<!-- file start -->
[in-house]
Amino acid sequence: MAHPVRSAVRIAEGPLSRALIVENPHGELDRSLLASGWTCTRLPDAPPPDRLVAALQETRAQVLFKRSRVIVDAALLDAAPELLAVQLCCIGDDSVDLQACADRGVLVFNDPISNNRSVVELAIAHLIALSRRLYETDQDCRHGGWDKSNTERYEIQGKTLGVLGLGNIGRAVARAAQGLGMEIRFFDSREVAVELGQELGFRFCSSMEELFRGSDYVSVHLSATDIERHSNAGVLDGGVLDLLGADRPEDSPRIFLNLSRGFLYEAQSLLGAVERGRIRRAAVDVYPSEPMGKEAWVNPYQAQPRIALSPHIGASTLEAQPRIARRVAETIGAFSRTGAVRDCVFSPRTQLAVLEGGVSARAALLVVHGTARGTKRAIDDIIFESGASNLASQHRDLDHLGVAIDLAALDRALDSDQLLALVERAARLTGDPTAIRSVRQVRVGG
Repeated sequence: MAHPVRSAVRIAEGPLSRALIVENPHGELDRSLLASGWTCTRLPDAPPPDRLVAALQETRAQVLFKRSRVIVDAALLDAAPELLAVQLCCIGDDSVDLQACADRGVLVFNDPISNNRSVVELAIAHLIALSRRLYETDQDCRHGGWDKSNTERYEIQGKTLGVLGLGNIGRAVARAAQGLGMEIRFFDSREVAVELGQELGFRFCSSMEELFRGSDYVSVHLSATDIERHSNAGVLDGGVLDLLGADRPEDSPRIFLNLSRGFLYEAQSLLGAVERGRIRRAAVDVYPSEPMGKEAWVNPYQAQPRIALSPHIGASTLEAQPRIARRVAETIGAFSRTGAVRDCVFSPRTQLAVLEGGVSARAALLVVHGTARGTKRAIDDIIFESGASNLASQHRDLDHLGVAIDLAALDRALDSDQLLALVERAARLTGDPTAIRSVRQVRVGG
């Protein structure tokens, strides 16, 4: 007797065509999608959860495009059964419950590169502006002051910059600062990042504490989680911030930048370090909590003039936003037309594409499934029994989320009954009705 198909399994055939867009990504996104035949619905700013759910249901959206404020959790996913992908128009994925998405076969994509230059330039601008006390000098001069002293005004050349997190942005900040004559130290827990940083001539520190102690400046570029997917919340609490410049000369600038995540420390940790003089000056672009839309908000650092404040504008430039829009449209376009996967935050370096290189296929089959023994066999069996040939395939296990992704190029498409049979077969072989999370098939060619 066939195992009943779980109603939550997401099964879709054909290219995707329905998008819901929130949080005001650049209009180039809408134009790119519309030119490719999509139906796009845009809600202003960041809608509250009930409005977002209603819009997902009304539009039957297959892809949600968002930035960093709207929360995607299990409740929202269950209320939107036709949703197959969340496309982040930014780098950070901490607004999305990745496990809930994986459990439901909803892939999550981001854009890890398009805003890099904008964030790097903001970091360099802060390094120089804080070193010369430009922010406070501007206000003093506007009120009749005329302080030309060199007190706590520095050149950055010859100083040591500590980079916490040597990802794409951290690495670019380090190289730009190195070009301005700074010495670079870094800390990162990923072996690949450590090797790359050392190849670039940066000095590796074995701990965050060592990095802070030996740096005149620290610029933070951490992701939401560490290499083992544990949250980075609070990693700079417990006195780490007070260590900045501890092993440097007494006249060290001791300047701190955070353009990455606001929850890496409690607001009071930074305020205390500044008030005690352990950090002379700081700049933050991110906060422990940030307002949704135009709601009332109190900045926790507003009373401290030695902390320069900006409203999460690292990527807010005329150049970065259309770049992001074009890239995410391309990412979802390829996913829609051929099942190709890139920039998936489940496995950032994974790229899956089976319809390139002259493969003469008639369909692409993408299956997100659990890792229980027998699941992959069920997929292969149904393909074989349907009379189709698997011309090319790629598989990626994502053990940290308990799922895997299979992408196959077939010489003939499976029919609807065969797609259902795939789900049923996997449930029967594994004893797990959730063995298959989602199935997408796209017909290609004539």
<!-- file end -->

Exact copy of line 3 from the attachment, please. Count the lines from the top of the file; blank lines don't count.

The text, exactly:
Repeated sequence: MAHPVRSAVRIAEGPLSRALIVENPHGELDRSLLASGWTCTRLPDAPPPDRLVAALQETRAQVLFKRSRVIVDAALLDAAPELLAVQLCCIGDDSVDLQACADRGVLVFNDPISNNRSVVELAIAHLIALSRRLYETDQDCRHGGWDKSNTERYEIQGKTLGVLGLGNIGRAVARAAQGLGMEIRFFDSREVAVELGQELGFRFCSSMEELFRGSDYVSVHLSATDIERHSNAGVLDGGVLDLLGADRPEDSPRIFLNLSRGFLYEAQSLLGAVERGRIRRAAVDVYPSEPMGKEAWVNPYQAQPRIALSPHIGASTLEAQPRIARRVAETIGAFSRTGAVRDCVFSPRTQLAVLEGGVSARAALLVVHGTARGTKRAIDDIIFESGASNLASQHRDLDHLGVAIDLAALDRALDSDQLLALVERAARLTGDPTAIRSVRQVRVGG